The pic. above was sunset at South Haven, Michigan on Sat. 3/20/21 – the first official sunset of the spring. We’re still headed toward our sunniest March ever. Grand Rapids is at 78.45% sun through the first 20 days of the month with another sunny day to follow for Sunday. We’ve had only 0.06″ of precipitation in Grand Rapids so far this month…that’s only about 4% of average. The below average precipitation continues to bring down Great Lakes water levels.
Simply put…right now there is more water leaving the Great Lakes than coming into the Great Lakes. The pic. above isn’t complete, but you get a good view of Lakes Superior, Michigan and Huron. There’s still snow on the ground in most of the U.P. and in the higher elevations of Northern Lower Michigan.
The flow on the St. Clair River, which drains Lake Huron (and Michigan and Superior) is at 235,000 cubic feet per second, compared to an average flow of 186,000 cfs. So, that’s 126% of average flow.
On the other hand, most Michigan Rivers have below average flow: The Grand River in Grand Rapids has a flow of 3,850 cfs (Sat. evening) compared to an average flow for 3/20 of 6,969 cfs. That’s just 55% of average flow. The Kalamazoo River at Comstock has a flow of 805 cfs, compared to an average flow of 1,380 cfs. The St. Joseph River at Niles has a flow of 2,400 cfs, compared to an average flow of 5,260 cfs. The Muskegon River at 2,490 cfs, compared to an average flow of 3,160 cfs.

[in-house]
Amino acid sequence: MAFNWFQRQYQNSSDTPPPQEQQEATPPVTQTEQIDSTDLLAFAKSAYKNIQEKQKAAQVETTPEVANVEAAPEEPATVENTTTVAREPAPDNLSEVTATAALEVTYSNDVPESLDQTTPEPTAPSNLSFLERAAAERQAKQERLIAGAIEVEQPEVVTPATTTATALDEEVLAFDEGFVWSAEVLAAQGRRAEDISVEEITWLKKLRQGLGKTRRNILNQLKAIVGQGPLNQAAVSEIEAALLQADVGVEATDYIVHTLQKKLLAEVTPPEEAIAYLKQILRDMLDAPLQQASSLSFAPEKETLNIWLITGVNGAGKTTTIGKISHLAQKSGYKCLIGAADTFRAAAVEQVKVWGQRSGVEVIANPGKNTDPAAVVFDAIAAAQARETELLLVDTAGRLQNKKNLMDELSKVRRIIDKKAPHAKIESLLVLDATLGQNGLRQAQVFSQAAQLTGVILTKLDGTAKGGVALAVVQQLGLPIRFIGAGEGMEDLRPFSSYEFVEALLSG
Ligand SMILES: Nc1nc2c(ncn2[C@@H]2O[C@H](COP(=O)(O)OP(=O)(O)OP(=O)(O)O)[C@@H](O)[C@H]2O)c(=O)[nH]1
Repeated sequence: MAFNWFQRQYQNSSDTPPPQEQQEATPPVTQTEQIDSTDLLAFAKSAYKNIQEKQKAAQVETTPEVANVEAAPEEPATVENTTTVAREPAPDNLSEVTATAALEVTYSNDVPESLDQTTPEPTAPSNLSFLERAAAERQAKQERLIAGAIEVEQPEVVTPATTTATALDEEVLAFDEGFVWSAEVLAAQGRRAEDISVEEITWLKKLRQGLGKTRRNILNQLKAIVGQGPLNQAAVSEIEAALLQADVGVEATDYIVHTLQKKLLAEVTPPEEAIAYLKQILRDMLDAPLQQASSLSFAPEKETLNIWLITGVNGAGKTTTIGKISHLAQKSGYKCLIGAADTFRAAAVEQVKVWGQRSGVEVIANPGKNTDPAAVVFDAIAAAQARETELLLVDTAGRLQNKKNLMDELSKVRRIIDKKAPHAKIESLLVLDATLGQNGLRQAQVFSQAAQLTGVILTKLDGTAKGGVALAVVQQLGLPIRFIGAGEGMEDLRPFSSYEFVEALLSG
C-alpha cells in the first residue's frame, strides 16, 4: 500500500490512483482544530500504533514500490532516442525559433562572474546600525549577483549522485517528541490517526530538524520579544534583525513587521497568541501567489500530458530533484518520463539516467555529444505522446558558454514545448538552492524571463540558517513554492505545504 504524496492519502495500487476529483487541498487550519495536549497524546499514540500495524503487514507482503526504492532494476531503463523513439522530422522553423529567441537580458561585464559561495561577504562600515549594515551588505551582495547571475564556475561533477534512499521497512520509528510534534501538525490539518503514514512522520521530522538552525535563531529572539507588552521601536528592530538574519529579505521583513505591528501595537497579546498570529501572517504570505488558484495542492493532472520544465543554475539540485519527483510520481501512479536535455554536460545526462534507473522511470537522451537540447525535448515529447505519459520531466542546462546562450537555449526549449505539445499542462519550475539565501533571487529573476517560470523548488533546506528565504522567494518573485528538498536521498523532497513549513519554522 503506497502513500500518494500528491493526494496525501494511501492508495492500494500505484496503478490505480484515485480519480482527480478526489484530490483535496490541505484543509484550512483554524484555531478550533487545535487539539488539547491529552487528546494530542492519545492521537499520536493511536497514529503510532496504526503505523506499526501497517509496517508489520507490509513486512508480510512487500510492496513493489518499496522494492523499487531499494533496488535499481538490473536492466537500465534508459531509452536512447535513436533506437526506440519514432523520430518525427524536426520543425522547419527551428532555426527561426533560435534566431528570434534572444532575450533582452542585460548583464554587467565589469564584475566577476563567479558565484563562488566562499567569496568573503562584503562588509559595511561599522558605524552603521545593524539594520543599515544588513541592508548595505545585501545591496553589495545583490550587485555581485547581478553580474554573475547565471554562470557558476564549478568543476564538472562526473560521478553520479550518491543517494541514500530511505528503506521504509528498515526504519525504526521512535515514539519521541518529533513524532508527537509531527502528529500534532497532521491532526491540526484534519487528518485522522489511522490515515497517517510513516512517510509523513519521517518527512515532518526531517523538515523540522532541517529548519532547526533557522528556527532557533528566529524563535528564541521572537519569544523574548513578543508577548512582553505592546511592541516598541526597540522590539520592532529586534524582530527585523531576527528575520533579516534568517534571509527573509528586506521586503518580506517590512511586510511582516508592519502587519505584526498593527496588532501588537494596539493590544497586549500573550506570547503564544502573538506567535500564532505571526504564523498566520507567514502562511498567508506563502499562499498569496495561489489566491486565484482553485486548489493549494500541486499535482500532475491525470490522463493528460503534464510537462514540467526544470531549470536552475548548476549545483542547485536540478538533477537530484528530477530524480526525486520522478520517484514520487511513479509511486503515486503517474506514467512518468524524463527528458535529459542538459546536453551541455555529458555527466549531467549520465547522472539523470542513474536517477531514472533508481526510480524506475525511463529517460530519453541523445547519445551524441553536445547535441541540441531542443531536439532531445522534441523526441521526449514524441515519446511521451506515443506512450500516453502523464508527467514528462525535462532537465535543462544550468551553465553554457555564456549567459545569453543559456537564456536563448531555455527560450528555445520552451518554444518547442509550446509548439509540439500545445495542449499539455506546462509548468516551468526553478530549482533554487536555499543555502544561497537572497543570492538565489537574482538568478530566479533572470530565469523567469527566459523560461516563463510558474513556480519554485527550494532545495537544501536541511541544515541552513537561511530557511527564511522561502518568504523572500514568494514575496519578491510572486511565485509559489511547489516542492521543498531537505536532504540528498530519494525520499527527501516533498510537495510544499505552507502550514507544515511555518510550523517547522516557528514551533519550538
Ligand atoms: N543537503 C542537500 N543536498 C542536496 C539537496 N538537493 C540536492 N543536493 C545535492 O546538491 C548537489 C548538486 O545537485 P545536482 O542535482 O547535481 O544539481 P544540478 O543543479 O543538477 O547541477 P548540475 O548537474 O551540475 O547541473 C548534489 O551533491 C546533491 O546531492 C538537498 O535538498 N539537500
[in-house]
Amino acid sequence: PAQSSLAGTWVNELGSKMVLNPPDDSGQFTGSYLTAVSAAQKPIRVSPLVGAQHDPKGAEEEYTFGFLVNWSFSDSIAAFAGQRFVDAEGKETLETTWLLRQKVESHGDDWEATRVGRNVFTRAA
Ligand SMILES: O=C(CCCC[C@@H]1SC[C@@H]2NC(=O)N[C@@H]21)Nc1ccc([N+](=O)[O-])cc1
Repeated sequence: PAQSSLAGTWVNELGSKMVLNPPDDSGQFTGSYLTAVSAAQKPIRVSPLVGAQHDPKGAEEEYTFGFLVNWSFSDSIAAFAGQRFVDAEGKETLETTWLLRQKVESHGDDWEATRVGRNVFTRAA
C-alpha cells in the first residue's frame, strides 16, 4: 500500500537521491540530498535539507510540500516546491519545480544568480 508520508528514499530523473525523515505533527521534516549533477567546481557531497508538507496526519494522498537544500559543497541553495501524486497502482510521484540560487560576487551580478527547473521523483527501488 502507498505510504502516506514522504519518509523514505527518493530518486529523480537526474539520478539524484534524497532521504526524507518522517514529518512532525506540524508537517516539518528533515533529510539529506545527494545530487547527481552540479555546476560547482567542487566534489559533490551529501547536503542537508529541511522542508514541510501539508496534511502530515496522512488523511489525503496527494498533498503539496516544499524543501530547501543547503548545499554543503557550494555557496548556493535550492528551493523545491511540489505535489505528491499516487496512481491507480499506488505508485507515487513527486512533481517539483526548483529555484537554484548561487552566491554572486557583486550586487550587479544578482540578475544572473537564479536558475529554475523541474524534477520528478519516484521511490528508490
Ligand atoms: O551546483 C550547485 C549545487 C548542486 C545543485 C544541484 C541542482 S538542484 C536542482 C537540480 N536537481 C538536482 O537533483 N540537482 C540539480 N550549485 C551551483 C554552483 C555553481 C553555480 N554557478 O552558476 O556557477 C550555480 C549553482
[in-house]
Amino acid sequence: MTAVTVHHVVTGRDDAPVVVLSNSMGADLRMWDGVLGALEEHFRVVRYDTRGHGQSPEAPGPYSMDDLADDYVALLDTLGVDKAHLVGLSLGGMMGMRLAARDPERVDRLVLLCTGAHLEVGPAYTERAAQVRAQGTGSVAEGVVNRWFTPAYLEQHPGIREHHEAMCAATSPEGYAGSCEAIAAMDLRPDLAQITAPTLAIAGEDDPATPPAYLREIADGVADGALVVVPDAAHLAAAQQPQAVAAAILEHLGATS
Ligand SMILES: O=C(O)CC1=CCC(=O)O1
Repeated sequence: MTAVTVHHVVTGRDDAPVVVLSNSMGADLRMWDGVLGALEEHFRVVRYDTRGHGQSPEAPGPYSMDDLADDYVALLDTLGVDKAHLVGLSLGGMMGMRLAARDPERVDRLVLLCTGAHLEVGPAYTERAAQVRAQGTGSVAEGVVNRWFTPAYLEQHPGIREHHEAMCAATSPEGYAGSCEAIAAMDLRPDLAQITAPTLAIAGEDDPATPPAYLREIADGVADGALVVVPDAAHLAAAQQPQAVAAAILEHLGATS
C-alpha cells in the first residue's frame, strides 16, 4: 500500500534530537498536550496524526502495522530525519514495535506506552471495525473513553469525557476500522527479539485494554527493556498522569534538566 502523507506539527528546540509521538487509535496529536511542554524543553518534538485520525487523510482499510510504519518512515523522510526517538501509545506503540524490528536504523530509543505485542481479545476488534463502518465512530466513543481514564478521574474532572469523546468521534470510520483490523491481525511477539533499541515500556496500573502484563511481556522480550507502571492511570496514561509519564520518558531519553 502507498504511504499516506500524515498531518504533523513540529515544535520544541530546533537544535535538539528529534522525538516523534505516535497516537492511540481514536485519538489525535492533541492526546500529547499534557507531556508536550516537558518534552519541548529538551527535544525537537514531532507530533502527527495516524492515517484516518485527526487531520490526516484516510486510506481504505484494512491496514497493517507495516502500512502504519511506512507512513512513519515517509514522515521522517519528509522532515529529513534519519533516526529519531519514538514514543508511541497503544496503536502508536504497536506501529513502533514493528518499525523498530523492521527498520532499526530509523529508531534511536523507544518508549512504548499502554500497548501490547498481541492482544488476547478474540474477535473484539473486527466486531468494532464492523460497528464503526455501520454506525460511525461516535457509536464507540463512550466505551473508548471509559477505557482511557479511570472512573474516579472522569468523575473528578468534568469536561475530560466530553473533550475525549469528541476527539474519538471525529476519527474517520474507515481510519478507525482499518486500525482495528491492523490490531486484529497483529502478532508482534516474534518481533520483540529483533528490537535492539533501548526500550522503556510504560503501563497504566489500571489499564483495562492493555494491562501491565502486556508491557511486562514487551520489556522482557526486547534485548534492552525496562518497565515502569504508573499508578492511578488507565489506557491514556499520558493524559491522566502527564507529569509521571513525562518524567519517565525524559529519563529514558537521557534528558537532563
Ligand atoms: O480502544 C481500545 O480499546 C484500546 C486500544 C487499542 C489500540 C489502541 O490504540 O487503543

On the east side of the state, the Tittawabassee River at Midland has a flow of 2,120 cfs, compared to an average flow of 3,180 cfs…and in E. Wisconsin, the Fox River at Oshkosh has a flow of 6,210 cfs, compared to an average flow of 5,990 cfs.
The water level of Lake Superior is down 2″ in the last month and down 7″ in the last year (each inch of water on Lake Superior is 550 billion gallons, so 7″ would be a loss of 3.5 trillion gallons. Superior is 6″ above the average March level, but is now 9″ lower than the record high March level set in 1986.
The water level of Lake Michigan-Huron is down 2″ in the last month and down 11″ in the last year. That’s a huge and welcome drop. The level is still 24″ above the March average level.
The water level of Lake Erie is up 1″ in the last month, but it’s down 15 inches in the last year. The lake is still 19″ above the March average level.
The water level of Lake Ontario is down 2″ in the last month and down 28″ in the last year. Keep in mind that there is some human control over the water level of Lake Ontario because of the Moses-Saunders Dam. Ontario is 8″ BELOW the March average level and is 35″ below the highest March level reached in 1935.
The water level of Lake St. Clair is down 2″ in the last month and down 11″ in the last year. The lake is still 24″ higher than the average March level.
Great Lake ice extent continues to shrink, now down to 6.2%. Lake Michigan is down to 5.4%
Here’s the historic (since 1973) Great Lakes annual maximum ice extent. The maximum ice extent for this winter was 45.8% on 2/19. That’s a little below the average maximum of 53.3%, but well above the 19.5% maximum of last winter. You can see a lot of year-year variation and often there is a span of 2-5 years when the maximum ice extent is similar.
The average ice extent for 1997-2021 was 45% and that’s exactly where we were this past winter.